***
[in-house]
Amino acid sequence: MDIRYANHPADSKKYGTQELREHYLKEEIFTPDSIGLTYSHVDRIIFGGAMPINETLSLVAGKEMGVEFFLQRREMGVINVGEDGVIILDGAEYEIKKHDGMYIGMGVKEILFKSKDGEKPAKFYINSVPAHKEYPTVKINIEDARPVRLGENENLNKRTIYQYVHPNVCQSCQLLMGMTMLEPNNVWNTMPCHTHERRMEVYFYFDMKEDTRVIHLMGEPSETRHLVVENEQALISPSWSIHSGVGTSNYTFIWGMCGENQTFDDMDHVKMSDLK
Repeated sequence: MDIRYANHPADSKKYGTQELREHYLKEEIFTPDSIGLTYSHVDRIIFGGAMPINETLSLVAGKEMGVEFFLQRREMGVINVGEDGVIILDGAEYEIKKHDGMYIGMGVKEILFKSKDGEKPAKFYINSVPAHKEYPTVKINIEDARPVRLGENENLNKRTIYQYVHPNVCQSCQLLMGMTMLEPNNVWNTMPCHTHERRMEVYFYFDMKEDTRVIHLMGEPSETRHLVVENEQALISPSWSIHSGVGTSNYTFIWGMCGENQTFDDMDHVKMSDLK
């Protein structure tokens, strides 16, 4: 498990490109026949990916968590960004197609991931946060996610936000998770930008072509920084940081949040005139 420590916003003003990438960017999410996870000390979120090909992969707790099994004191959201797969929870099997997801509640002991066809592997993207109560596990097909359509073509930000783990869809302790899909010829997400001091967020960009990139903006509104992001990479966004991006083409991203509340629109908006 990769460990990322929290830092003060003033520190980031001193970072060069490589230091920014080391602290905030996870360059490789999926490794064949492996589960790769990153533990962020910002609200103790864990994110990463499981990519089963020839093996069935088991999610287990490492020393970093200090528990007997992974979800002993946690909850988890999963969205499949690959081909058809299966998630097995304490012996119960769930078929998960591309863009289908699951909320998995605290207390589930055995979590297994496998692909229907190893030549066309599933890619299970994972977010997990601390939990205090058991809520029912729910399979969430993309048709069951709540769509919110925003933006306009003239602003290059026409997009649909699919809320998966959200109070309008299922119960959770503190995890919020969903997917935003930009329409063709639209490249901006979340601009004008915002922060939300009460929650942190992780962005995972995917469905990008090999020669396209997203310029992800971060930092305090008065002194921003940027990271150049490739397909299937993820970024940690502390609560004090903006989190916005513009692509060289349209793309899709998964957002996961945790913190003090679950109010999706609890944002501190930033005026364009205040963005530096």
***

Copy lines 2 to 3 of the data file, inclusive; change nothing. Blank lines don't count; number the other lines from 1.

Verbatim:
Amino acid sequence: MDIRYANHPADSKKYGTQELREHYLKEEIFTPDSIGLTYSHVDRIIFGGAMPINETLSLVAGKEMGVEFFLQRREMGVINVGEDGVIILDGAEYEIKKHDGMYIGMGVKEILFKSKDGEKPAKFYINSVPAHKEYPTVKINIEDARPVRLGENENLNKRTIYQYVHPNVCQSCQLLMGMTMLEPNNVWNTMPCHTHERRMEVYFYFDMKEDTRVIHLMGEPSETRHLVVENEQALISPSWSIHSGVGTSNYTFIWGMCGENQTFDDMDHVKMSDLK
Repeated sequence: MDIRYANHPADSKKYGTQELREHYLKEEIFTPDSIGLTYSHVDRIIFGGAMPINETLSLVAGKEMGVEFFLQRREMGVINVGEDGVIILDGAEYEIKKHDGMYIGMGVKEILFKSKDGEKPAKFYINSVPAHKEYPTVKINIEDARPVRLGENENLNKRTIYQYVHPNVCQSCQLLMGMTMLEPNNVWNTMPCHTHERRMEVYFYFDMKEDTRVIHLMGEPSETRHLVVENEQALISPSWSIHSGVGTSNYTFIWGMCGENQTFDDMDHVKMSDLK